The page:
So how will content blocking in iOS 9 and OS X 10.11 impact advertising and analytics? Well, potentially, quite a lot. Since iOS 9 was released, content blockers have sat upon the top of the App Store charts. And as iOS 9 has an adoption rate of 50% after just 3 weeks from release, that's a significant number of people who could install a content blocker.
Peace, from Marco Arment, almost immediately hit the top spot in about 20 countries before being pulled by Marco himself after just 72 hours. Peace utilised the back-end data of Ghostery, a popular browser extension which blocks trackers, ads etc, and as part of the blocking list used, an ad-serving service called The Deck was blocked - the same Deck that Marco himself employs on his own site, along with other notable tech sites and commentators. Since then, Crystal has sat atop most of the worldwide paid app charts.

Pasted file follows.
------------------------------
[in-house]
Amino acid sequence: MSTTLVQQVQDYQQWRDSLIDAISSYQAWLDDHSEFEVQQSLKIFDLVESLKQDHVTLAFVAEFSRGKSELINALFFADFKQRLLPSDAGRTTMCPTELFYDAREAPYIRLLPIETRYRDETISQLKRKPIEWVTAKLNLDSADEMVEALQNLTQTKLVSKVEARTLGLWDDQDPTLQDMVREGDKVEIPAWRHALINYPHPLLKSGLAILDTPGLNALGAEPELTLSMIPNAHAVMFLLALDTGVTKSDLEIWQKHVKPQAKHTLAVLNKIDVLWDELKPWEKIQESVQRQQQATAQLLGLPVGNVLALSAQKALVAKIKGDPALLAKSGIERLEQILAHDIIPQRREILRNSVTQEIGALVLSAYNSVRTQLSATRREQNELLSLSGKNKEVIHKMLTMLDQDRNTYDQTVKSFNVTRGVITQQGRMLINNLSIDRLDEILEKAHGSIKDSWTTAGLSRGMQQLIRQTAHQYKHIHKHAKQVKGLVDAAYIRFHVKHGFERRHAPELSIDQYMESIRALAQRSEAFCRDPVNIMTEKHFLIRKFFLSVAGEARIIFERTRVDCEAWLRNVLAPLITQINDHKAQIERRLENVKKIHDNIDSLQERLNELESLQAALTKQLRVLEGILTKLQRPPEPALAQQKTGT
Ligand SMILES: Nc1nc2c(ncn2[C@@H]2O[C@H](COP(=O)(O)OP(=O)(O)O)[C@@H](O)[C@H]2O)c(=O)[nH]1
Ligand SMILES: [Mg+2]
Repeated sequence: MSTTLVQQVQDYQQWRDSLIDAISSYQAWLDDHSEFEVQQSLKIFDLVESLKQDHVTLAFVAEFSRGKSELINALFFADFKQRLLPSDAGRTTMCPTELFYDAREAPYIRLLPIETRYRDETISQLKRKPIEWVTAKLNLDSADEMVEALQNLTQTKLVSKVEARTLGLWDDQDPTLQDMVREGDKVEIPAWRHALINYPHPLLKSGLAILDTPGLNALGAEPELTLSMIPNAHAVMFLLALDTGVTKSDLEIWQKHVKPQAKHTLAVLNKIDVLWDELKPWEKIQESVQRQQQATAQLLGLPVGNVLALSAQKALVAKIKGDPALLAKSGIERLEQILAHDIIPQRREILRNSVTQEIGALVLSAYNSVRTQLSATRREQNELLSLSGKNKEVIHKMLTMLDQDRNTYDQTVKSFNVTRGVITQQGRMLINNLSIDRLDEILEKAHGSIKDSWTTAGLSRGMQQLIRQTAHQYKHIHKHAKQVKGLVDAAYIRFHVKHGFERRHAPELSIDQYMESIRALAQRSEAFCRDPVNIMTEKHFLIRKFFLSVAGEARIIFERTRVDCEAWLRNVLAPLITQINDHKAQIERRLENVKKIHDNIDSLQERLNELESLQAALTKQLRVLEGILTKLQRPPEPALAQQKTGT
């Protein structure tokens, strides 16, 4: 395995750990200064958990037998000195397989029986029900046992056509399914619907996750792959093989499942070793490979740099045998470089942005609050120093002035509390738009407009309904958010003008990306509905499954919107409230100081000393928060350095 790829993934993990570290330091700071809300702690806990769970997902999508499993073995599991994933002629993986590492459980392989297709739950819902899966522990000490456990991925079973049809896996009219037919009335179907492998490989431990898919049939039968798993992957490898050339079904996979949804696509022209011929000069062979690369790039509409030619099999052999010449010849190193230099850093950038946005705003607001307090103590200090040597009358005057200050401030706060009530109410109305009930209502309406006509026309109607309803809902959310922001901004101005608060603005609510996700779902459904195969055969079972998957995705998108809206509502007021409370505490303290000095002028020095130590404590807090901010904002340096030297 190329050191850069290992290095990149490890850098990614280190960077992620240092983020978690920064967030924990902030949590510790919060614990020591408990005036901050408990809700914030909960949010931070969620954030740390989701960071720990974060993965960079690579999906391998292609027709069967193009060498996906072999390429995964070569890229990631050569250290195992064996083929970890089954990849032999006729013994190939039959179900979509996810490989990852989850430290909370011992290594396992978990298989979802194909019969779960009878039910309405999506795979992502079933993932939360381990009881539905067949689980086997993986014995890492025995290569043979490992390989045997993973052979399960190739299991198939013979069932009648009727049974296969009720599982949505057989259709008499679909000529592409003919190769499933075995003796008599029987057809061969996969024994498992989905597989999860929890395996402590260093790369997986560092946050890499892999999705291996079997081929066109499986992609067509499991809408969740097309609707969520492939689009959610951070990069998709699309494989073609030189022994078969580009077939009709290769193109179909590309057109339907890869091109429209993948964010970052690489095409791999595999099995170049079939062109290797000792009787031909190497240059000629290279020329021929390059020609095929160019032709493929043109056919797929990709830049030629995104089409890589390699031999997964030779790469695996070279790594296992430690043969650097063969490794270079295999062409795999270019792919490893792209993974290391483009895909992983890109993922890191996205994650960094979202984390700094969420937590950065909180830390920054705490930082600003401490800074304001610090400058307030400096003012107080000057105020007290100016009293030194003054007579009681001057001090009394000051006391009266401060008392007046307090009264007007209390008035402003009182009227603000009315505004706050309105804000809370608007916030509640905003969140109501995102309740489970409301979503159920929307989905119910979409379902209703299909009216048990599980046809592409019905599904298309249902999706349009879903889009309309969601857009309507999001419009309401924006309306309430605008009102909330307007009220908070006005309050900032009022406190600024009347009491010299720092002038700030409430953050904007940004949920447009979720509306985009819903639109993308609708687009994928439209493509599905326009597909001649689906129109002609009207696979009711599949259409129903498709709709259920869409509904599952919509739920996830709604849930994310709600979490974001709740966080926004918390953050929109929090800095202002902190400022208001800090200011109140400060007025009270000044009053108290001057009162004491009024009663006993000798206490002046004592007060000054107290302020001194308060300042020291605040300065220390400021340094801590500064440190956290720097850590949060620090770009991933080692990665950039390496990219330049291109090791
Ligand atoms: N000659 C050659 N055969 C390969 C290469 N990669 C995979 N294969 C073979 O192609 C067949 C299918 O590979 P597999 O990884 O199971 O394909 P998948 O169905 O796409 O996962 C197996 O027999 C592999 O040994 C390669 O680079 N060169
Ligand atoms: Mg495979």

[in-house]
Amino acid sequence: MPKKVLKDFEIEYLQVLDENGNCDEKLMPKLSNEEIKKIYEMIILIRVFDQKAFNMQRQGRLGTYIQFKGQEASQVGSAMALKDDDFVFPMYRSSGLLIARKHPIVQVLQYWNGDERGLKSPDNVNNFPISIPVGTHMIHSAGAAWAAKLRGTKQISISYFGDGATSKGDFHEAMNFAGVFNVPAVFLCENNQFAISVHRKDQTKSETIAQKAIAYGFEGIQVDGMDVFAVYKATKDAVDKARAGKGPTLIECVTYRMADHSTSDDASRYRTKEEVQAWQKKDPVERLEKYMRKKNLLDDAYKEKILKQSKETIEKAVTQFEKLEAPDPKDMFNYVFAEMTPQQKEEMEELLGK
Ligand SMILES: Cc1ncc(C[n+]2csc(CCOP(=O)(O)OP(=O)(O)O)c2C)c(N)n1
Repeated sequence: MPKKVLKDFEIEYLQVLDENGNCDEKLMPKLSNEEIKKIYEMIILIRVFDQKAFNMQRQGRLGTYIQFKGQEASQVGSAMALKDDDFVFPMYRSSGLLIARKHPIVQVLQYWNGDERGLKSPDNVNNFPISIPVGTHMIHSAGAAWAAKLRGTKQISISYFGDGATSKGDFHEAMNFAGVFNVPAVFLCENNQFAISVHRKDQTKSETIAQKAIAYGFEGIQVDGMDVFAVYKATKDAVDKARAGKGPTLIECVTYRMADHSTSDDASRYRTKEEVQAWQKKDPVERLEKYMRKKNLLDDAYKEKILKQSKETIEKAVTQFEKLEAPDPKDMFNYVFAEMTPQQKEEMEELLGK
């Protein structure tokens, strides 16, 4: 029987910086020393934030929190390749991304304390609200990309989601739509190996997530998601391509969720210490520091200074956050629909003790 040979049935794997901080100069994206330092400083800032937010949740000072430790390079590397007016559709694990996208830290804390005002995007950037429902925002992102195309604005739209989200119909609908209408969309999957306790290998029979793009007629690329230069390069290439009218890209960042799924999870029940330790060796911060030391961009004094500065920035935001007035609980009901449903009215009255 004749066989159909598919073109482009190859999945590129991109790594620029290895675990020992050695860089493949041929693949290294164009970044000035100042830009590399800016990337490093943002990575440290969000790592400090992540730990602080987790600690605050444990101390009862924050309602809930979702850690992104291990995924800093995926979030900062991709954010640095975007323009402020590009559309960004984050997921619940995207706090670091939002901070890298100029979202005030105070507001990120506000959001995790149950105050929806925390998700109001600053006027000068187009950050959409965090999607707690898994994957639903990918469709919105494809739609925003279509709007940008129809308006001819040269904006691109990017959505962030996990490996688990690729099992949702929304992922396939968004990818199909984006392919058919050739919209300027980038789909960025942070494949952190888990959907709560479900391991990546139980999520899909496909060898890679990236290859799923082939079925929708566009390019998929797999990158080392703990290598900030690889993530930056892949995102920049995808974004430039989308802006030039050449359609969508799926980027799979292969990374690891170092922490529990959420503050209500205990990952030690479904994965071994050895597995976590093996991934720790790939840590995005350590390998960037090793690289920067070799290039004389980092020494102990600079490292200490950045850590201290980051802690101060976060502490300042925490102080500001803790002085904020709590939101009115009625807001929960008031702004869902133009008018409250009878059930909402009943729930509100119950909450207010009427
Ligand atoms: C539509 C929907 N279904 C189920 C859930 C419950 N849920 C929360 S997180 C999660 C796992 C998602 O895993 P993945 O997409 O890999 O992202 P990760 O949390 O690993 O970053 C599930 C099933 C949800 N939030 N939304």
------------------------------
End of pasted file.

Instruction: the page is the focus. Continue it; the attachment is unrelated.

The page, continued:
So where does this leave us?
Sites employing anti-adblocking tactics, such as changing the fonts to comic sans if they detect an ad-blocker such as How-To Geek, or, at worse, blocking users from accessing a site altogether.
Sites moving to a paid subscription and paywall models, such as Ben Thompson's Stratechery. Great for niche and specialist sites with great content, but not so much for most other sites.
From an analytics perspective, numbers you see in your analytics tool of choice will be impacted. By default, most content blockers will also block analytics tracking. If you see a decline in the number of visits and page views from iOS devices (and OS X 10.11 devices from September 30th onwards) this is likely to be a key factor. This is unlikely to be an immediate thing, but as the adoption rate of the new OS's increases and users are exposed to ad-blocking apps online and within the App Store, their usage will slowly increase.